June's tepid retail sales numbers are already casting a pall over the industry's outlook for autumn -- and they may bode ill for the winter, too.
Though right now, we're all thinking more about the broiling heat of midsummer, July is when back-to-school shopping season launches -- a key period for the nation's stores. And back-to-school, in turn, often sets the tone for the biggest shopping spree of the year: the winter holidays.
Sales for the 20 chains in the Thomson Reuters same-store sales index rose a meager 0.1% year over year, compared to a 6.7% jump a year earlier. Retailers such as Macy's (M), Target (TGT), Kohl's (KSS) and Costco (COST) all missed analysts' sales forecasts.
Although Macy's registers busily rang up its Father's Day promotions, same-store sales overall barely budged in June, inching up just 1.2%.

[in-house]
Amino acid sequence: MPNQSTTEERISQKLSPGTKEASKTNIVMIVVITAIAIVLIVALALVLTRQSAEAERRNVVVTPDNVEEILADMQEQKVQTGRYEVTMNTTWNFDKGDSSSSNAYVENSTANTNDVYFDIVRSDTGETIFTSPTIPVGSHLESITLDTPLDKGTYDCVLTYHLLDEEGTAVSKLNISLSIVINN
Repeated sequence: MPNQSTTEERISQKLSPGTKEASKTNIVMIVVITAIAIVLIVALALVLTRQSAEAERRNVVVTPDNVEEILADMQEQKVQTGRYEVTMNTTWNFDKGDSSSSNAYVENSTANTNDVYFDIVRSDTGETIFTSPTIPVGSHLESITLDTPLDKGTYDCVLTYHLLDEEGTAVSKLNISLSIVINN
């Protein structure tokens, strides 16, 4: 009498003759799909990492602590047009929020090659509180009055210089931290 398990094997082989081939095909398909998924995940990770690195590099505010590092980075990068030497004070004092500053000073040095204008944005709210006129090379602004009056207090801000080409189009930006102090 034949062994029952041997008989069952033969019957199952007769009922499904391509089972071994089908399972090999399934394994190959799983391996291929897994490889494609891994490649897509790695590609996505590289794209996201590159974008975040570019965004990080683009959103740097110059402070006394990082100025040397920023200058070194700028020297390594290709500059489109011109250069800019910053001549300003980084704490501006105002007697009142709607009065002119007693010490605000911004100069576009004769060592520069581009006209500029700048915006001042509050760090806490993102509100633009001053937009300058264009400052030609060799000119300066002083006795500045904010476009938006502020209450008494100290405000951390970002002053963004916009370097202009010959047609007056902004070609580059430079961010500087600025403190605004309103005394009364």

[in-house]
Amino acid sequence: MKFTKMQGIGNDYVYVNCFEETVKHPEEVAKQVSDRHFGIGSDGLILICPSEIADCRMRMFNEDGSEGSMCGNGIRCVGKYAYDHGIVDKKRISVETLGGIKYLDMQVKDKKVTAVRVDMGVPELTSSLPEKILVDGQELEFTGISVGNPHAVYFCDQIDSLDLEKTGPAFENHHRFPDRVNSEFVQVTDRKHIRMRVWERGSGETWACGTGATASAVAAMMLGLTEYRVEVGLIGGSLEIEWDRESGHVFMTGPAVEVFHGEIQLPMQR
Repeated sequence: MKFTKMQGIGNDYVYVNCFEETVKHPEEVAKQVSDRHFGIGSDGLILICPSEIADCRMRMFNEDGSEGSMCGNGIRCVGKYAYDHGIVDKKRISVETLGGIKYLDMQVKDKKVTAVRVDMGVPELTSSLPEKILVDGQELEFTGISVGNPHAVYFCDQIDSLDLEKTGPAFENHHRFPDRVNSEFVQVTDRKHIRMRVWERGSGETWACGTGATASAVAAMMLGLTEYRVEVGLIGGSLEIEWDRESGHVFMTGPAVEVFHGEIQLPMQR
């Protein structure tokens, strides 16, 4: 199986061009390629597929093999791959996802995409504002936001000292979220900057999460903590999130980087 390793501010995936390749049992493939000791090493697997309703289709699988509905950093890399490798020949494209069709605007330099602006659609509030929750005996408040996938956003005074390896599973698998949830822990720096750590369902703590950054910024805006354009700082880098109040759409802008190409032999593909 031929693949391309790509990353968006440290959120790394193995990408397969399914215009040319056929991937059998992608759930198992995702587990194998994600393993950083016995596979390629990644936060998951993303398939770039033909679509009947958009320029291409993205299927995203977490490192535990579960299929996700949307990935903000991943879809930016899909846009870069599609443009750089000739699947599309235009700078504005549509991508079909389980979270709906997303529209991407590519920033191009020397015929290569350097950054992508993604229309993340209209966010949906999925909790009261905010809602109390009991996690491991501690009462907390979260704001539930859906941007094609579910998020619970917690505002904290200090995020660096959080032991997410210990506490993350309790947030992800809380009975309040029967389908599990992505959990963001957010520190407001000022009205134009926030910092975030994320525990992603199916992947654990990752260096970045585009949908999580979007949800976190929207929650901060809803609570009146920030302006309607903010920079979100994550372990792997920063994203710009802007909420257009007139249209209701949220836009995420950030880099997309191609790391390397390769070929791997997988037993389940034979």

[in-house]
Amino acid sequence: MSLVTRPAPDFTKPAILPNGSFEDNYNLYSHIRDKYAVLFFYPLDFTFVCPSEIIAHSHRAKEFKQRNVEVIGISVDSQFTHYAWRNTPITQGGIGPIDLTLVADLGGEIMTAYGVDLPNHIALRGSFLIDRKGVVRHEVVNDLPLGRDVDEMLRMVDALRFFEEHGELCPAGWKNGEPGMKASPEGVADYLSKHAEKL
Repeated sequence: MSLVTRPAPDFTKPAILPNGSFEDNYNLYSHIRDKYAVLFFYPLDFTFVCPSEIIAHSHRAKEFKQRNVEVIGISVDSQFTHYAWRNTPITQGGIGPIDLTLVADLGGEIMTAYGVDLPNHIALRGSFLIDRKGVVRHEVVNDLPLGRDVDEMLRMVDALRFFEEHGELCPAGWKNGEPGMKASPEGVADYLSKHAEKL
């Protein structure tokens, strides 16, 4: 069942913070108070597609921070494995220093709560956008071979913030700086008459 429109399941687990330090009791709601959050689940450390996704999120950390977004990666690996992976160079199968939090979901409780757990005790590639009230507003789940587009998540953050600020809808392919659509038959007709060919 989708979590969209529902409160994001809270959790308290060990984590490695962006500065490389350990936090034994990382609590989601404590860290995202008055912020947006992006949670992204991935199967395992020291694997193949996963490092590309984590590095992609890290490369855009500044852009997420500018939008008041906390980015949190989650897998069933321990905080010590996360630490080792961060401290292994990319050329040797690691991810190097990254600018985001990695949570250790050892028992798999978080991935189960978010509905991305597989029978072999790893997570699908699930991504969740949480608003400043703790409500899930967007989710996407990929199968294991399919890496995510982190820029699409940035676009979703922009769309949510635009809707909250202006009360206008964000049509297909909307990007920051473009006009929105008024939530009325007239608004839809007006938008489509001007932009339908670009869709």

"June sales were below expectations," Terry Lundgren, CEO of Macy's, said in a statement. "In part, this was a function of a macroeconomic environment that is stagnant at best."
Gregg Steinhafel, CEO of Target, echoed that in his own statement: "Our June comparable-store sales were near the low end of our expected range," he said.
And retailers shouldn't expect shoppers to be opening their wallets wider anytime soon.
"We expect sales to remained pressured in July, driven by a softer macroeconomic environment," said Deborah Weinswig, retail analyst for Citi (C).
That should lead retailers to step up the discounts this back-to-school season, hoping to lure shoppers into stores, Weinswig says. And that includes high income consumers, whose spending has tapered off, she noted.
But if merchants want to grab shoppers' attention, they'll have to up their fashion game, Weinswig said.
The clothing choices at chains ranging from Macy's and Kohl's to upscale Nordstrom (JWN) and Saks (SKS), left shoppers cold in June, and the retailers reported sales weakness in their apparel mix.
There is a "lack of compelling new fashions," Weinswig said.
But there's one potential bright spot: Declining gas prices might give shoppers a little more discretionary income, which could draw them back into stores, she said.